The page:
(April 2024) Stained glass windows – Holy Trinity Church

The parish church of Holy Trinity, Sibford, was not built until 1840. Although there is evidence of a former chapel, its site is unknown and was recorded as ‘ruined’ when the Church commissioners visited the village during the Dissolution of the Monasteries in the reign of Henry VIII. Previously, villagers had worshipped, married, christened and buried their dead at the ecclesiastical mother church of St Peter and St Paul in Swalcliffe.

The current Victorian building in a simple Early English design in a cruciform plan. It is without a tower although it does have some fine examples of Victorian and Edwardian stained glass in some of its windows. These are worth a closer examination and, after consulting a former Rector, Ronald Hawkes, I plan to share some observations in a short series of articles. The windows in the chancel and the nave are all arranged in groups of three, reflecting the three elements of the Holy Trinity – Father, Son and Holy Spirit. The central light in each of the sets of three chancel windows is larger than the two adjacent ones.

Above the altar the east window comprises a central window with two slightly smaller windows to each side. The main feature of the central window depicts the figure of Christ crucified on the Cross so central to the Christian faith. The background to this image is in vibrant blue glass and immediately draws your eye to the central figure of the crucified Christ.

A close up of a sign in front of a windowAbove this central figure the Holy Spirit, in the form of a dove of peace, is seen descending to earth through Christ. Below the central figure is the Star of David comprising a six-pointed star made up of two equilateral triangles superimposed over each other and, as a symbol in Judaism, is thought to represent ‘God the Father’. It symbolizes the relationship between humanity and God, with the corners of one triangle representing creation, revelation, and redemption,and the corners of the to represent the 12 tribes of Israel. These three images – the dove of peace, Christ crucified and the Star of David are featured in the central east window. Each symbol represents the Holy Trinity – Father, Son and Holy Spirit, all central to the Christian faith.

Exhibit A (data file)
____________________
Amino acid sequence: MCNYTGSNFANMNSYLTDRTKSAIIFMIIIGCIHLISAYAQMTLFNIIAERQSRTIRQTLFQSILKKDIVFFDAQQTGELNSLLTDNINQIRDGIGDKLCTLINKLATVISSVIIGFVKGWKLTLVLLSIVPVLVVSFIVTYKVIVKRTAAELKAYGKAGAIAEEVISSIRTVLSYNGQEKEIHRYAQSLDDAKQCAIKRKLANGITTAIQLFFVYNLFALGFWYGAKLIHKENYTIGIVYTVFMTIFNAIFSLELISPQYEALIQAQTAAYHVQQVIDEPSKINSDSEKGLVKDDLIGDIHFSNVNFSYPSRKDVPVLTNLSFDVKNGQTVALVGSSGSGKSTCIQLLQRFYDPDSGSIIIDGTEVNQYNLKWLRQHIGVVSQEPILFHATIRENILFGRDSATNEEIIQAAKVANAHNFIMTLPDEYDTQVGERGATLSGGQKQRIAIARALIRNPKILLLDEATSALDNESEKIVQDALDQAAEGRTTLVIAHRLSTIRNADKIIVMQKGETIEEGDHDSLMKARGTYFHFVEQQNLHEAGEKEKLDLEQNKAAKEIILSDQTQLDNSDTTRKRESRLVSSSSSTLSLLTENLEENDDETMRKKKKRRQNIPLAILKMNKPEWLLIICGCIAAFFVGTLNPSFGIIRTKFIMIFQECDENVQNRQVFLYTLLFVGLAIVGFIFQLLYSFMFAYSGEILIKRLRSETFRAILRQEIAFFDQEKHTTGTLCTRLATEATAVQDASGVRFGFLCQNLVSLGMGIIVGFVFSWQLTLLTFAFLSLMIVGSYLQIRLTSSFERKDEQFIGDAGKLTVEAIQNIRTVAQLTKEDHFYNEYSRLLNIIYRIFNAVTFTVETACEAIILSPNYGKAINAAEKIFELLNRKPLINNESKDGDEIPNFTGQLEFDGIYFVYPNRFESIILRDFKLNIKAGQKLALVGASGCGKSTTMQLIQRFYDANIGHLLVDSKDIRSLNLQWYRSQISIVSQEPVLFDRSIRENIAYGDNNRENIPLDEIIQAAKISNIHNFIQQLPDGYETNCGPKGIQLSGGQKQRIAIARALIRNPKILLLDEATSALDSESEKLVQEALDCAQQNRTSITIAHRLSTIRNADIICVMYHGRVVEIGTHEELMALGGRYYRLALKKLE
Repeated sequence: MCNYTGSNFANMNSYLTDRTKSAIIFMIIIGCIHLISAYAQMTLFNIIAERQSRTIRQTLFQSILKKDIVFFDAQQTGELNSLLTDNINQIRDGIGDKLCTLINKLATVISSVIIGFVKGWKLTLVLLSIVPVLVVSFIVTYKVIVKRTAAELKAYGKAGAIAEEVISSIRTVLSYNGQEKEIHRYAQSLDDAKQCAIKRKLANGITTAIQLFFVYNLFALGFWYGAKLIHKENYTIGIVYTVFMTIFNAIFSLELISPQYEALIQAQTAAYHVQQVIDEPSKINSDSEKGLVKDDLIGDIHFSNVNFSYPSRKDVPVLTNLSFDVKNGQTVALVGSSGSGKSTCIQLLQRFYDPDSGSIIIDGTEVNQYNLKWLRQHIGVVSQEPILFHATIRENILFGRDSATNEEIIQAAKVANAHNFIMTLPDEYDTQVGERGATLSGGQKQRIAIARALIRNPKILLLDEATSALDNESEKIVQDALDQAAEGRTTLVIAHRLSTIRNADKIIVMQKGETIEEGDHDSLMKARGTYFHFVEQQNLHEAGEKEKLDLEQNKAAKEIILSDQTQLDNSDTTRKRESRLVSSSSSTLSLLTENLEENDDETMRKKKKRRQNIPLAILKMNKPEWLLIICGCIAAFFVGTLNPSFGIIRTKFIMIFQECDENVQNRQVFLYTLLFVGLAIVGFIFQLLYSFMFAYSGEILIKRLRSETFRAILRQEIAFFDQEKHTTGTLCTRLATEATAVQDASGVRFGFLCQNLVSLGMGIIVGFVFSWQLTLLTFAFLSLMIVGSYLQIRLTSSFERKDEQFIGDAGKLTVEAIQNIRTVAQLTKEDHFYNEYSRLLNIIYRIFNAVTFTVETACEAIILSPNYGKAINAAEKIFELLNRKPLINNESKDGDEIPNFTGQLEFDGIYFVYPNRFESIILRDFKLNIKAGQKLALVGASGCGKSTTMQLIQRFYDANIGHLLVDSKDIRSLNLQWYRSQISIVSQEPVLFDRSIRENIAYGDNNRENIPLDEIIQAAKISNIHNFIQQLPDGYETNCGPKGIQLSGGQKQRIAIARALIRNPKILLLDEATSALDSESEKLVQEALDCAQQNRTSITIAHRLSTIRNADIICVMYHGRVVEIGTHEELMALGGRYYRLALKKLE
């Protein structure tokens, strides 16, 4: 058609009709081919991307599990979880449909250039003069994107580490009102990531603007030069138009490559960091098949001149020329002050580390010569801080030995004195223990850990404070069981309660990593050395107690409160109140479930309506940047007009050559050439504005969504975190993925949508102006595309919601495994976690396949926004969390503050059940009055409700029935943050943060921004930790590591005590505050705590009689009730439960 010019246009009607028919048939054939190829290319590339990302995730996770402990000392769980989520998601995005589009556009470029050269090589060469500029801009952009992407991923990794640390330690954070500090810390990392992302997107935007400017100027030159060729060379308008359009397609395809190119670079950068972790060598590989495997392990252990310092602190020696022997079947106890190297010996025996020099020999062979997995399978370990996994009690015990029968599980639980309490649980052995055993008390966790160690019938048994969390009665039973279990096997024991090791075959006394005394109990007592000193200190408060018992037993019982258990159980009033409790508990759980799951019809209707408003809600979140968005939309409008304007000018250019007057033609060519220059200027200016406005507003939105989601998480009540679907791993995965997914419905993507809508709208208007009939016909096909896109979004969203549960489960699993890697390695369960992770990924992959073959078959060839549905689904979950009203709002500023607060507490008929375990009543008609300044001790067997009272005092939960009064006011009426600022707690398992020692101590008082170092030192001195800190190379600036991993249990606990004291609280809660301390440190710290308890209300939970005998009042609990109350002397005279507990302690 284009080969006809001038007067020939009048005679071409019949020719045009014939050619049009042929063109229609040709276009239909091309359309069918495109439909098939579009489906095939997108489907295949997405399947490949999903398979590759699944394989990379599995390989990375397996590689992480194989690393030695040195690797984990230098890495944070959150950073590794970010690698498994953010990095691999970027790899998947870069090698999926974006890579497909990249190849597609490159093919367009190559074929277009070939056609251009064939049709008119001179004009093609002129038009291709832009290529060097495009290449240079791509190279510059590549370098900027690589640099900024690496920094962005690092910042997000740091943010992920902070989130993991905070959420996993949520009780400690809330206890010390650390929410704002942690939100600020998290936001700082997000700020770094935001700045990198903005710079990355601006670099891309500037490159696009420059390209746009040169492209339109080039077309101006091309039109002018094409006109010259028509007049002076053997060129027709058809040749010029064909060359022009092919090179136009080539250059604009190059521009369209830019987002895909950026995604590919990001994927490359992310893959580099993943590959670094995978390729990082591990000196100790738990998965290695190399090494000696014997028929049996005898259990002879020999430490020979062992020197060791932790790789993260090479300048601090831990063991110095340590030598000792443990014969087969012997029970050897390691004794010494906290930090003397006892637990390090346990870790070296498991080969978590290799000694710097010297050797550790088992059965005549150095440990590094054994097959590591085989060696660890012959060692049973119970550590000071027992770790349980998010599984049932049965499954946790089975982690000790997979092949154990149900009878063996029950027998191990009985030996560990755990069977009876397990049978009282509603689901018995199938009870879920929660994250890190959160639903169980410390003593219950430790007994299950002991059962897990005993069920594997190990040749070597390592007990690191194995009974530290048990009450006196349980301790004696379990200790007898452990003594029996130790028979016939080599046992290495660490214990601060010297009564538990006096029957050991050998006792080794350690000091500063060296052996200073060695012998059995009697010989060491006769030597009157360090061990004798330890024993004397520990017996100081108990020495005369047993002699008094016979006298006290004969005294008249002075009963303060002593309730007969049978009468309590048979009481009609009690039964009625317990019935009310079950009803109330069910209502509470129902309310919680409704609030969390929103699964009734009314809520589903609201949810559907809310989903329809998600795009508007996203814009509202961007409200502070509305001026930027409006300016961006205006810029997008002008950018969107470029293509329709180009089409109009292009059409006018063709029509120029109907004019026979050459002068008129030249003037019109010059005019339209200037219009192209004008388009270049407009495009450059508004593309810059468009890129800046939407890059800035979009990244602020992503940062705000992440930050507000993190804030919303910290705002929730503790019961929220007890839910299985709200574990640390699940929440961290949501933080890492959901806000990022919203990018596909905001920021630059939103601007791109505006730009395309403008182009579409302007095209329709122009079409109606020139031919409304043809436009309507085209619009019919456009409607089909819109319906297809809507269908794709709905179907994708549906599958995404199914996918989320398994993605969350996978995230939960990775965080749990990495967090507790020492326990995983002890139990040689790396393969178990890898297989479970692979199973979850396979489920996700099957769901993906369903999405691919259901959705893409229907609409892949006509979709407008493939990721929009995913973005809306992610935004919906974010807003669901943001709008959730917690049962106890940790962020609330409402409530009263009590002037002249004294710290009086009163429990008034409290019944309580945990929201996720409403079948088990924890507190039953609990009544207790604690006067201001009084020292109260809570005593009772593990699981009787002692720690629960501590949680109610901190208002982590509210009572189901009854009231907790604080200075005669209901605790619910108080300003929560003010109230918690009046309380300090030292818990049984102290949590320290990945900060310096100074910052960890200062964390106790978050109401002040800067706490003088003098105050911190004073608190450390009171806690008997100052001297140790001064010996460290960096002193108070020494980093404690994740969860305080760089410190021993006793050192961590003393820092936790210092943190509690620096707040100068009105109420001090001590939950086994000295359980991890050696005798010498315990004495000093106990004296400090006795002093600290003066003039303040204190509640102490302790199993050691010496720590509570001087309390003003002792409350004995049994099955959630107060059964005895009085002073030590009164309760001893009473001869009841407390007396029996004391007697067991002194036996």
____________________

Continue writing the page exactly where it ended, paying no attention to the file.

The two adjacent windows, slightly smaller than the central light, repeat some of the decorative imagery in the main central window.


These two windows feature four winged beasts and birds representing the four gospel Saints – Matthew, Mark, Luke and John.

The image depicted at the top of the left-hand window represents the Greek symbols for Alpha and Omega. The bible was originally written in Greek and Alpha and Omega are the first and last letters of the Greek Alphabet. Early Christians referred to Christ as the Alpha and Omega symbolising the Beginning and the End denoting the completeness of their faith. However, the Omega symbol at the top of the left window has mistakenly, been inverted and appears the wrong way up!

When the sun is shining through this east window it has a stunning impact and shards of coloured light dance across the chancel and adjacent walls.

Maureen Hicks